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3-D movies and the headaches & migraines they can trigger

I don’t like sitting too close to the movie screen, and I often have to close my eyes during rapid-fire shots in action movies. (I say that as if I watch action movies regularly—that is far from the case! When I do agree to watch one with Jim, I end up closing my eyes and/or covering my ears during the “thrilling” action sequences.)

The quickly-shifting frames result in a strobe effect, and we all know that I don’t like certain lighting effects—strobes can be a migraine trigger.

Though I’ve not seen many 3-D movies, excluding the multiple viewings of the amazing flicks they’ve shown at Disney World over the years (notably the Muppet 3-D adventure and the 1980s hippie flick where the kids blow dandelions at the audience), I find that I’m not that interested in them.

Putting on those glasses and watching the screen for more than a few minutes at a time makes me disconcerted and almost dizzy. Some folks have commented that the new 3-D technology has made it so the effects are easy on the eyes, but I haven’t had such a great experience with the fancy new special effects. Lawd knows I ain’t buying a 3-D TV any time soon!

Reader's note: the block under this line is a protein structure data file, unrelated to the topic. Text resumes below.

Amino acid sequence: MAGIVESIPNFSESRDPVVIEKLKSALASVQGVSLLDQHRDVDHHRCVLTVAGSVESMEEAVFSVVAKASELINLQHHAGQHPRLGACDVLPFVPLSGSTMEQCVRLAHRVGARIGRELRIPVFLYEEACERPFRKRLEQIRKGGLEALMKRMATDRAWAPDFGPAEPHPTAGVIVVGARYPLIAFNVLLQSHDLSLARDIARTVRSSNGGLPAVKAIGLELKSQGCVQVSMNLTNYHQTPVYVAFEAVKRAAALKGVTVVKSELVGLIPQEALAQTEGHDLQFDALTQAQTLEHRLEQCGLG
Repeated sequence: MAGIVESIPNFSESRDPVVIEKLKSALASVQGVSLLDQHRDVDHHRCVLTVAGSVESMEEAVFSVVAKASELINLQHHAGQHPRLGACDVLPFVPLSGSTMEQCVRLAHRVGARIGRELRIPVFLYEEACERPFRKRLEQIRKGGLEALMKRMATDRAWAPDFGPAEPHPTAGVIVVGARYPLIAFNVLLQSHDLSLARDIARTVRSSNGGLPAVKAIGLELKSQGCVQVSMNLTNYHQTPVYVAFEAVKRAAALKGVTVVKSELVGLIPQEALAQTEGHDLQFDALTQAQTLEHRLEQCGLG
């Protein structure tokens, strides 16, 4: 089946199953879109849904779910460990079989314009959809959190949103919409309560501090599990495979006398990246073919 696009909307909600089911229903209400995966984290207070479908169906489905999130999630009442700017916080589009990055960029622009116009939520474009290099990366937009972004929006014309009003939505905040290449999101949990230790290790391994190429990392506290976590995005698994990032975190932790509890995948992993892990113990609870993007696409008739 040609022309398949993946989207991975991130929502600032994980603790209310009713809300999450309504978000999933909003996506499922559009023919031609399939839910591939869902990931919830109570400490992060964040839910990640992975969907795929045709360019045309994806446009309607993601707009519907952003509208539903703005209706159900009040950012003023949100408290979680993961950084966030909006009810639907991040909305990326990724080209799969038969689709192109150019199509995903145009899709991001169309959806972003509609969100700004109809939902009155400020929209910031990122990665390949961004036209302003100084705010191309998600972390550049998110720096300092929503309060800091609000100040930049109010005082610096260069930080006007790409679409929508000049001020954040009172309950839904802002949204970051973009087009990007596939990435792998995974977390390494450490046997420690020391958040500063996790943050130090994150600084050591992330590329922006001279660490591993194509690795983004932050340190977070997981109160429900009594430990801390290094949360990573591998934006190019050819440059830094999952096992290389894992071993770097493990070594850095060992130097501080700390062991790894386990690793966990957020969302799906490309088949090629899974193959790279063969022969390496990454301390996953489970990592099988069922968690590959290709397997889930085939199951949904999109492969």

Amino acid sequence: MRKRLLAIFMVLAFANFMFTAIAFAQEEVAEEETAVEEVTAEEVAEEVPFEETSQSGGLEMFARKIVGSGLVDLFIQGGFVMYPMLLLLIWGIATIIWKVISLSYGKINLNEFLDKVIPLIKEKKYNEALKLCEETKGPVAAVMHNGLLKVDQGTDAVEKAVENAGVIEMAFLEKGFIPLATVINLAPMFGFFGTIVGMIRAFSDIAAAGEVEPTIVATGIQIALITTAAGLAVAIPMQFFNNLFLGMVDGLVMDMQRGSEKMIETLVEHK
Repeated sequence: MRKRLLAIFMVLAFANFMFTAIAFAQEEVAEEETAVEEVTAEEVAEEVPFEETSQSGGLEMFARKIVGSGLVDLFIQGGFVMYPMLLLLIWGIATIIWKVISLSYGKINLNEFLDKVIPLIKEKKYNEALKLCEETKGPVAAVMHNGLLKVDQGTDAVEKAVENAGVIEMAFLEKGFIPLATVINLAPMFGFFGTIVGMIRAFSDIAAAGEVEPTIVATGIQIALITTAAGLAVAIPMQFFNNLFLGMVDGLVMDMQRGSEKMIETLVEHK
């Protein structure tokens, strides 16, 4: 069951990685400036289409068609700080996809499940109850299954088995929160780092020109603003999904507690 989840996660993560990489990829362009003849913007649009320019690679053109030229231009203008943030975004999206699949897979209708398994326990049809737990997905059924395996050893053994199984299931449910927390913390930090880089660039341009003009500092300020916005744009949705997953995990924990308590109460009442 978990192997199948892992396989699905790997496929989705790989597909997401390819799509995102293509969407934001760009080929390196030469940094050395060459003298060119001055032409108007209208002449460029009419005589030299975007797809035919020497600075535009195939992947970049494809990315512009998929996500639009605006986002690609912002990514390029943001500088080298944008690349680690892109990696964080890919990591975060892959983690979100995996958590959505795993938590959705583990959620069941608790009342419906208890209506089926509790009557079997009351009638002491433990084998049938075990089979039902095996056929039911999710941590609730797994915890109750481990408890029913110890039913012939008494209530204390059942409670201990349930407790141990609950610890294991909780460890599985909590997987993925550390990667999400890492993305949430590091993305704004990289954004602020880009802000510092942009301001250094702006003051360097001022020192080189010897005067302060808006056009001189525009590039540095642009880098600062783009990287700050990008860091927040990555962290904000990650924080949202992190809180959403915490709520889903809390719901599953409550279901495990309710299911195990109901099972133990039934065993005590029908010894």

So you can imagine that this article from NPR was pretty intriguing to me: http://www.npr.org/blogs/health/2011/07/26/138705105/3-d-and-headaches-why-avatar-made-me-sick?sc=fb&cc=fp

What has your experience been with 3-D films? Do they cause headaches or trigger migraines for you? Have you noticed any issues watching TV or using the computer before or during a migraine attack?

This article represents the opinions, thoughts, and experiences of the author; none of this content has been paid for by any advertiser. The Migraine.com team does not recommend or endorse any products or treatments discussed herein. Learn more about how we maintain editorial integrity here.

Comments

  • NursePammie
    3 years ago

    For me, it depends on the format. “Real D 3D” seems to give me the least problems, so I try to stick to that. I watched Star Wars: The Force Awakens in that format and had no issues at all. But IMAX made me ill, even before 3D.

  • Nancy Harris Bonk moderator
    6 years ago

    Hi Jacaquie,

    As cool as 3-D movies are, I need to stay away from them too.
    On a positive note, just think of the extra money we save by not having to buy those movie tickets 🙂